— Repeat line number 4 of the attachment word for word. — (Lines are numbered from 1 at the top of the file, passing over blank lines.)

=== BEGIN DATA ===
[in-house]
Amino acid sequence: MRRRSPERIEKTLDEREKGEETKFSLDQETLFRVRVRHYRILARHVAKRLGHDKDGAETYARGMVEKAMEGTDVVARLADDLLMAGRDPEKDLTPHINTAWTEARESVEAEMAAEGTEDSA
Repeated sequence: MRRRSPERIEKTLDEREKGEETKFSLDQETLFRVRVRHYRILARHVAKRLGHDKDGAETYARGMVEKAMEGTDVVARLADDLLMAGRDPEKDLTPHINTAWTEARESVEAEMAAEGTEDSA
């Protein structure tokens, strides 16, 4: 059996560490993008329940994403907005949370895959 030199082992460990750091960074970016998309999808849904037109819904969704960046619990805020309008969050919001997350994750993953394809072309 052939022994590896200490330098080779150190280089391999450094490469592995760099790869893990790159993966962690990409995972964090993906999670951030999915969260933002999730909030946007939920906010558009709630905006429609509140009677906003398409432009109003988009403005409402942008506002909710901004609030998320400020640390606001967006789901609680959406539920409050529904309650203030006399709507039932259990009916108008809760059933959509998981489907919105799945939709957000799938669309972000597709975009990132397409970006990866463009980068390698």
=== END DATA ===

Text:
């Protein structure tokens, strides 16, 4: 059996560490993008329940994403907005949370895959 030199082992460990750091960074970016998309999808849904037109819904969704960046619990805020309008969050919001997350994750993953394809072309 052939022994590896200490330098080779150190280089391999450094490469592995760099790869893990790159993966962690990409995972964090993906999670951030999915969260933002999730909030946007939920906010558009709630905006429609509140009677906003398409432009109003988009403005409402942008506002909710901004609030998320400020640390606001967006789901609680959406539920409050529904309650203030006399709507039932259990009916108008809760059933959509998981489907919105799945939709957000799938669309972000597709975009990132397409970006990866463009980068390698």